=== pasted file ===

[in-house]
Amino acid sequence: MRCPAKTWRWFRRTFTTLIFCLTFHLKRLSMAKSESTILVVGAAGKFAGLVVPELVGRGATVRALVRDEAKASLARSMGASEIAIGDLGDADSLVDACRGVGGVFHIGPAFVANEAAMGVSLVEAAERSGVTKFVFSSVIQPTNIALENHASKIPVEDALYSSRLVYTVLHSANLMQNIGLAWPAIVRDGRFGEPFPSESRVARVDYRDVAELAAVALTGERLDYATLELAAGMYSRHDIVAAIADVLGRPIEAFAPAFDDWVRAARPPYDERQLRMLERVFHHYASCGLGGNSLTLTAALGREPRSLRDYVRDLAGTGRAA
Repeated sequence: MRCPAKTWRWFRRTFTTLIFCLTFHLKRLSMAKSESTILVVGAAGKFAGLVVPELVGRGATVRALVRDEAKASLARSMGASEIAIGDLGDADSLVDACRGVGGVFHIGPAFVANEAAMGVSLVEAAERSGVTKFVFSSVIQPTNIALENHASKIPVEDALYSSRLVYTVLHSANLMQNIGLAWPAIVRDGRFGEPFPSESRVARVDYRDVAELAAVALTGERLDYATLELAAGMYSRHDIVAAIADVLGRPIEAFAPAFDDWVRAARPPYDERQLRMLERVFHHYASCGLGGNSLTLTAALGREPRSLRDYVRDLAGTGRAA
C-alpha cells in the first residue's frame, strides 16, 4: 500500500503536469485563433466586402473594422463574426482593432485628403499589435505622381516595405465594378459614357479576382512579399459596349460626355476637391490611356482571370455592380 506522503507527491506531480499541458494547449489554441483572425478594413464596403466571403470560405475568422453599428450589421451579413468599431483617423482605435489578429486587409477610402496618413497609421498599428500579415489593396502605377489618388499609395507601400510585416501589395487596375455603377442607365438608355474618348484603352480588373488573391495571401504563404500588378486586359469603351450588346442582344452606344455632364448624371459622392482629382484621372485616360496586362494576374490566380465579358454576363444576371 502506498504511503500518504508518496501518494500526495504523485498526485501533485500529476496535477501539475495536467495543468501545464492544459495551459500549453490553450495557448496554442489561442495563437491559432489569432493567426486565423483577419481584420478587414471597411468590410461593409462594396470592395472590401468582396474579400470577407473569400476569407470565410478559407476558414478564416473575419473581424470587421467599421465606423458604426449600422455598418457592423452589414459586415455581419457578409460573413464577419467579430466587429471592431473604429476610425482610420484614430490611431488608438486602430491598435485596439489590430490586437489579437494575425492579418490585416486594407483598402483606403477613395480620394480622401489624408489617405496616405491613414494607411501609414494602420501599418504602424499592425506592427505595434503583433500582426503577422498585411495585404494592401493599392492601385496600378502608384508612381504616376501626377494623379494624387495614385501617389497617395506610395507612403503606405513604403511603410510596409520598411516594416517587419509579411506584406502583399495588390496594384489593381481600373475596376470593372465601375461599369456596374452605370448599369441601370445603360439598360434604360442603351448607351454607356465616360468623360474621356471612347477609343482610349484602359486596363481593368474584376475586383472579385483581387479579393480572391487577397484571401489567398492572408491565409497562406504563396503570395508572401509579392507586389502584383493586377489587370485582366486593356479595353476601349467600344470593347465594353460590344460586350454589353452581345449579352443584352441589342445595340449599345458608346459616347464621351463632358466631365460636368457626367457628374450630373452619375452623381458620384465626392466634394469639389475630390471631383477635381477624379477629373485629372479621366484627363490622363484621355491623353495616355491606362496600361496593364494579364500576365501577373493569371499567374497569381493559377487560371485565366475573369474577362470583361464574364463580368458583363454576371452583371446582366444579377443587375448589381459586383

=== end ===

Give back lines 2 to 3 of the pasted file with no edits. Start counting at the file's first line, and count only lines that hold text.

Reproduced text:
Amino acid sequence: MRCPAKTWRWFRRTFTTLIFCLTFHLKRLSMAKSESTILVVGAAGKFAGLVVPELVGRGATVRALVRDEAKASLARSMGASEIAIGDLGDADSLVDACRGVGGVFHIGPAFVANEAAMGVSLVEAAERSGVTKFVFSSVIQPTNIALENHASKIPVEDALYSSRLVYTVLHSANLMQNIGLAWPAIVRDGRFGEPFPSESRVARVDYRDVAELAAVALTGERLDYATLELAAGMYSRHDIVAAIADVLGRPIEAFAPAFDDWVRAARPPYDERQLRMLERVFHHYASCGLGGNSLTLTAALGREPRSLRDYVRDLAGTGRAA
Repeated sequence: MRCPAKTWRWFRRTFTTLIFCLTFHLKRLSMAKSESTILVVGAAGKFAGLVVPELVGRGATVRALVRDEAKASLARSMGASEIAIGDLGDADSLVDACRGVGGVFHIGPAFVANEAAMGVSLVEAAERSGVTKFVFSSVIQPTNIALENHASKIPVEDALYSSRLVYTVLHSANLMQNIGLAWPAIVRDGRFGEPFPSESRVARVDYRDVAELAAVALTGERLDYATLELAAGMYSRHDIVAAIADVLGRPIEAFAPAFDDWVRAARPPYDERQLRMLERVFHHYASCGLGGNSLTLTAALGREPRSLRDYVRDLAGTGRAA